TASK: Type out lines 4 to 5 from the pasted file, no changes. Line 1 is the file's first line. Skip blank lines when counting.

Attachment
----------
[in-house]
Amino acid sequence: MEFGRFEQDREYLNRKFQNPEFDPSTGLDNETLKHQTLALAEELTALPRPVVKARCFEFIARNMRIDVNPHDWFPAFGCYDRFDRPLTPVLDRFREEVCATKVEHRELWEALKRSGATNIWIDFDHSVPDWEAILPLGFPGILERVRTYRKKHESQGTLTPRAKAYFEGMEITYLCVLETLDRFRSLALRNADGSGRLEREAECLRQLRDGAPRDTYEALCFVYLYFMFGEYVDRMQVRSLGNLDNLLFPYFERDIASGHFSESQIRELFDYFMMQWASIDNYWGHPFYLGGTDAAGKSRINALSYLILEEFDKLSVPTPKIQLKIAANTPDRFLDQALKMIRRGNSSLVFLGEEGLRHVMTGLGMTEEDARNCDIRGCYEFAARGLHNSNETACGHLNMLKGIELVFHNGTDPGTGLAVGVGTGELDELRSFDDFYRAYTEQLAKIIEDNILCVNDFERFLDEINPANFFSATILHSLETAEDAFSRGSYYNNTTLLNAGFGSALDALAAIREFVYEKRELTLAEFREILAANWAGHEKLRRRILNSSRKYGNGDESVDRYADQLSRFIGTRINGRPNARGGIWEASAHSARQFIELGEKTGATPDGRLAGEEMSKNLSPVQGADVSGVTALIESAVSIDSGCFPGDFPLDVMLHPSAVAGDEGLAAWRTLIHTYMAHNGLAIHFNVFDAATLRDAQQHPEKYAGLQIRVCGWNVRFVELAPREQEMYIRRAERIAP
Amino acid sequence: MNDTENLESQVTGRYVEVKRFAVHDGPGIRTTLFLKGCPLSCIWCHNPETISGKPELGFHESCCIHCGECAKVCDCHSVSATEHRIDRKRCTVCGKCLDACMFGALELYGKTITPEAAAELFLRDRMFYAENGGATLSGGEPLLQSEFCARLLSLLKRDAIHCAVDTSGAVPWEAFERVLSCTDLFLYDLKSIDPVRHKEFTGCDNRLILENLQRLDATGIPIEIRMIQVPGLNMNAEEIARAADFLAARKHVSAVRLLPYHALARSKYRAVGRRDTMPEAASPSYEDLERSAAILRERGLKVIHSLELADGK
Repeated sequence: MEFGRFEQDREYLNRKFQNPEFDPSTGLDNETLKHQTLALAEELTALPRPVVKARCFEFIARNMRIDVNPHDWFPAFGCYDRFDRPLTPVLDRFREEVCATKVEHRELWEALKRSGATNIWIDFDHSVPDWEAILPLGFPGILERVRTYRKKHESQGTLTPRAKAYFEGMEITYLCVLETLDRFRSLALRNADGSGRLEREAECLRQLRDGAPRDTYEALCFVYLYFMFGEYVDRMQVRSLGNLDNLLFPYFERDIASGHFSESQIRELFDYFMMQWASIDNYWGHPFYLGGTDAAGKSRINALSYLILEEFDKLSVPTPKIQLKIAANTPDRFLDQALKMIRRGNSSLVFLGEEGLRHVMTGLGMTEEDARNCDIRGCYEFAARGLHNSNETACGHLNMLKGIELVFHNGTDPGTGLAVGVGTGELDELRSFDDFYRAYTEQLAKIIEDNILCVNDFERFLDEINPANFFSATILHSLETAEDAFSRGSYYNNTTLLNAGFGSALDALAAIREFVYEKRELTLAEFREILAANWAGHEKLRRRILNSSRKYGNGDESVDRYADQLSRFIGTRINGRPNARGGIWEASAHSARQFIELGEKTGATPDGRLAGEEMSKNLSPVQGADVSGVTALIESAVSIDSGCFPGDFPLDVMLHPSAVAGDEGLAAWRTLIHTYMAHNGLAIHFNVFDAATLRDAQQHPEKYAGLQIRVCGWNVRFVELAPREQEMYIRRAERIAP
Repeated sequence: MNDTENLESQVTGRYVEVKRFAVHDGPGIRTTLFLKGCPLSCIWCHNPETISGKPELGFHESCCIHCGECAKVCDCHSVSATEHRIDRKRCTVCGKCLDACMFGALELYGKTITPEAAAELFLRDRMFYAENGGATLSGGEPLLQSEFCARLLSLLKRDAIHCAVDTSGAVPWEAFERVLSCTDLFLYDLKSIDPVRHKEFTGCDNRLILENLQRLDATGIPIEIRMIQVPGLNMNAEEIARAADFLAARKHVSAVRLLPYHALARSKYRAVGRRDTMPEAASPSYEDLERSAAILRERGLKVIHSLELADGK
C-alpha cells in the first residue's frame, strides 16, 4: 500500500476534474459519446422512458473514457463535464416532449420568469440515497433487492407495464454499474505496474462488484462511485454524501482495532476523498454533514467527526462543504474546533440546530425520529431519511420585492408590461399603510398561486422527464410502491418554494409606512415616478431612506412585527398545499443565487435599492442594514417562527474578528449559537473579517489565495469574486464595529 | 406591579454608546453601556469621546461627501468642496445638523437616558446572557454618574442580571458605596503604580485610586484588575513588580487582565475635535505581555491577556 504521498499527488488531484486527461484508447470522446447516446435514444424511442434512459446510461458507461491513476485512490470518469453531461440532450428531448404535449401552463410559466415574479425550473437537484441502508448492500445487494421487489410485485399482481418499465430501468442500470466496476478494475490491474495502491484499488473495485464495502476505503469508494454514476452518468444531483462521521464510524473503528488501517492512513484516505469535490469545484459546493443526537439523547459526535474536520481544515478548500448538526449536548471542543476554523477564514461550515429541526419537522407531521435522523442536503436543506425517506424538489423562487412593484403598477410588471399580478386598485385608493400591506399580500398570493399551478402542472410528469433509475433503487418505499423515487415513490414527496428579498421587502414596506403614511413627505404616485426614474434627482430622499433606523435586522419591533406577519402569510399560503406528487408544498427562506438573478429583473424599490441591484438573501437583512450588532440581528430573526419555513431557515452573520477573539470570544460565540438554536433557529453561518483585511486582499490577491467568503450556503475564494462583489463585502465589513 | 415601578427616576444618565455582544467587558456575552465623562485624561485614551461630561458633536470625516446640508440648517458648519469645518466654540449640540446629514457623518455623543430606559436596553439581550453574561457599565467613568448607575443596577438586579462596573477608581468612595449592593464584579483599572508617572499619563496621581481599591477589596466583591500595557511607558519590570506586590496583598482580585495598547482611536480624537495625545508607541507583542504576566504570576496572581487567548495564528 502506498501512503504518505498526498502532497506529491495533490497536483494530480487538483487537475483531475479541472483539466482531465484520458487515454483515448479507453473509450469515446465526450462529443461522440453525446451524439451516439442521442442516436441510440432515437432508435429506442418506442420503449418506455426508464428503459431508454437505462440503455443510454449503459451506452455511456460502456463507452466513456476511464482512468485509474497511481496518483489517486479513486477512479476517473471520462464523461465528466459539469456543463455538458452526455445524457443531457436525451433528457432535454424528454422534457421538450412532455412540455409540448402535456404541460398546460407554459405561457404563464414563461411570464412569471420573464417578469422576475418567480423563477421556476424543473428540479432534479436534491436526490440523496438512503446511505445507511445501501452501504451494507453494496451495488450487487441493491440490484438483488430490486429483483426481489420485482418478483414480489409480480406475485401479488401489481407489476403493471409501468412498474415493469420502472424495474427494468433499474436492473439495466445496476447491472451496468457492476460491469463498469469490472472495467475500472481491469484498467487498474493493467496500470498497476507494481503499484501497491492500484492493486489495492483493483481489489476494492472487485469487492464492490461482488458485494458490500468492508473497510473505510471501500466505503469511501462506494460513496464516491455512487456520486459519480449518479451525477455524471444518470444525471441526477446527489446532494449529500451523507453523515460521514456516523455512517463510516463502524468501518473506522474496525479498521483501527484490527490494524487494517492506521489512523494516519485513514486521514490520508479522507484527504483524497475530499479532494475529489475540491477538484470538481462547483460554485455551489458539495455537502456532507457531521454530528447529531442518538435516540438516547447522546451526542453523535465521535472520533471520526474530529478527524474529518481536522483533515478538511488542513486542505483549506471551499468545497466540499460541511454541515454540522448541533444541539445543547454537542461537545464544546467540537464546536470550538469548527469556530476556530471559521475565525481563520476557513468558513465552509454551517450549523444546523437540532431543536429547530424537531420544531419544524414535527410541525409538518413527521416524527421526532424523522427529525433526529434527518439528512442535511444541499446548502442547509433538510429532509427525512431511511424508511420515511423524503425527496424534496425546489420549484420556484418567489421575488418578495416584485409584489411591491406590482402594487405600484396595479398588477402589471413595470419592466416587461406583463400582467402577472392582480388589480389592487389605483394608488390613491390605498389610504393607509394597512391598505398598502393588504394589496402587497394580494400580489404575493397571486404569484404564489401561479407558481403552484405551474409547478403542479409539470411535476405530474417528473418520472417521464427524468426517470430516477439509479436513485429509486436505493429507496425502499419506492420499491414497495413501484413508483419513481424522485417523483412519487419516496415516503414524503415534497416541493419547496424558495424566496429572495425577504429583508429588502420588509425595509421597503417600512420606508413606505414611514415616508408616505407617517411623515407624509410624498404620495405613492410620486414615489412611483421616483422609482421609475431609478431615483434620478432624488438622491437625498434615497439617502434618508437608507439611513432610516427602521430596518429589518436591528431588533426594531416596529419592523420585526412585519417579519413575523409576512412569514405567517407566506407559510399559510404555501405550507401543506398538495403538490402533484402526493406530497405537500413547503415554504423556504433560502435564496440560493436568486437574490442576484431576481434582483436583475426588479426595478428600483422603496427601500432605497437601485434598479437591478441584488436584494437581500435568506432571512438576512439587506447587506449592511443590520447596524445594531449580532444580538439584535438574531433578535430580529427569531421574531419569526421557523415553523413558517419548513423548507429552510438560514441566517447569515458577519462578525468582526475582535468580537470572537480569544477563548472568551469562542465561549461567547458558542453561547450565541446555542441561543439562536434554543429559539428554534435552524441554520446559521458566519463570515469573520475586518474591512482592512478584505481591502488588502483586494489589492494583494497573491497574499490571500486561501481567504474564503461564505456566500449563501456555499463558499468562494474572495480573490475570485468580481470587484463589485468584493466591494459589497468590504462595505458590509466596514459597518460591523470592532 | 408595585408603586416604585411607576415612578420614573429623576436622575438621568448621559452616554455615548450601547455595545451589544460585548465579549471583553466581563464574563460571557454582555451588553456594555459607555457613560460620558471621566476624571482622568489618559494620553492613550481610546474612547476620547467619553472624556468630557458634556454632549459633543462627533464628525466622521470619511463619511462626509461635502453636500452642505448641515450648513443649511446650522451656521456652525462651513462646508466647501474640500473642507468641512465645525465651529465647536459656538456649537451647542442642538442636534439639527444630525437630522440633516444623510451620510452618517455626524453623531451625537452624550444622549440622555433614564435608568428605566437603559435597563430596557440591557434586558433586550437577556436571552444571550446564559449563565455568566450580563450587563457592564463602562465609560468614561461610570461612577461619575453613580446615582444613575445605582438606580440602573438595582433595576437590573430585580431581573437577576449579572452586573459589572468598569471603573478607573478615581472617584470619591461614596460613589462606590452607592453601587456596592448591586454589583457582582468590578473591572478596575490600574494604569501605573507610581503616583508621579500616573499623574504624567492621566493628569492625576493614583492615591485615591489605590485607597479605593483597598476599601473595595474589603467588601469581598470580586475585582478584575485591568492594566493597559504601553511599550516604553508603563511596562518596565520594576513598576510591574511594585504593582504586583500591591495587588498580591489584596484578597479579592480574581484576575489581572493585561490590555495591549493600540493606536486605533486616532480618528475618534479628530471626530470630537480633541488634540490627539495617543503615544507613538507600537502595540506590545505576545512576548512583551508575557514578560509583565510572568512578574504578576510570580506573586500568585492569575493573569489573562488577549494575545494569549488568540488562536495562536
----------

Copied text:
Repeated sequence: MEFGRFEQDREYLNRKFQNPEFDPSTGLDNETLKHQTLALAEELTALPRPVVKARCFEFIARNMRIDVNPHDWFPAFGCYDRFDRPLTPVLDRFREEVCATKVEHRELWEALKRSGATNIWIDFDHSVPDWEAILPLGFPGILERVRTYRKKHESQGTLTPRAKAYFEGMEITYLCVLETLDRFRSLALRNADGSGRLEREAECLRQLRDGAPRDTYEALCFVYLYFMFGEYVDRMQVRSLGNLDNLLFPYFERDIASGHFSESQIRELFDYFMMQWASIDNYWGHPFYLGGTDAAGKSRINALSYLILEEFDKLSVPTPKIQLKIAANTPDRFLDQALKMIRRGNSSLVFLGEEGLRHVMTGLGMTEEDARNCDIRGCYEFAARGLHNSNETACGHLNMLKGIELVFHNGTDPGTGLAVGVGTGELDELRSFDDFYRAYTEQLAKIIEDNILCVNDFERFLDEINPANFFSATILHSLETAEDAFSRGSYYNNTTLLNAGFGSALDALAAIREFVYEKRELTLAEFREILAANWAGHEKLRRRILNSSRKYGNGDESVDRYADQLSRFIGTRINGRPNARGGIWEASAHSARQFIELGEKTGATPDGRLAGEEMSKNLSPVQGADVSGVTALIESAVSIDSGCFPGDFPLDVMLHPSAVAGDEGLAAWRTLIHTYMAHNGLAIHFNVFDAATLRDAQQHPEKYAGLQIRVCGWNVRFVELAPREQEMYIRRAERIAP
Repeated sequence: MNDTENLESQVTGRYVEVKRFAVHDGPGIRTTLFLKGCPLSCIWCHNPETISGKPELGFHESCCIHCGECAKVCDCHSVSATEHRIDRKRCTVCGKCLDACMFGALELYGKTITPEAAAELFLRDRMFYAENGGATLSGGEPLLQSEFCARLLSLLKRDAIHCAVDTSGAVPWEAFERVLSCTDLFLYDLKSIDPVRHKEFTGCDNRLILENLQRLDATGIPIEIRMIQVPGLNMNAEEIARAADFLAARKHVSAVRLLPYHALARSKYRAVGRRDTMPEAASPSYEDLERSAAILRERGLKVIHSLELADGK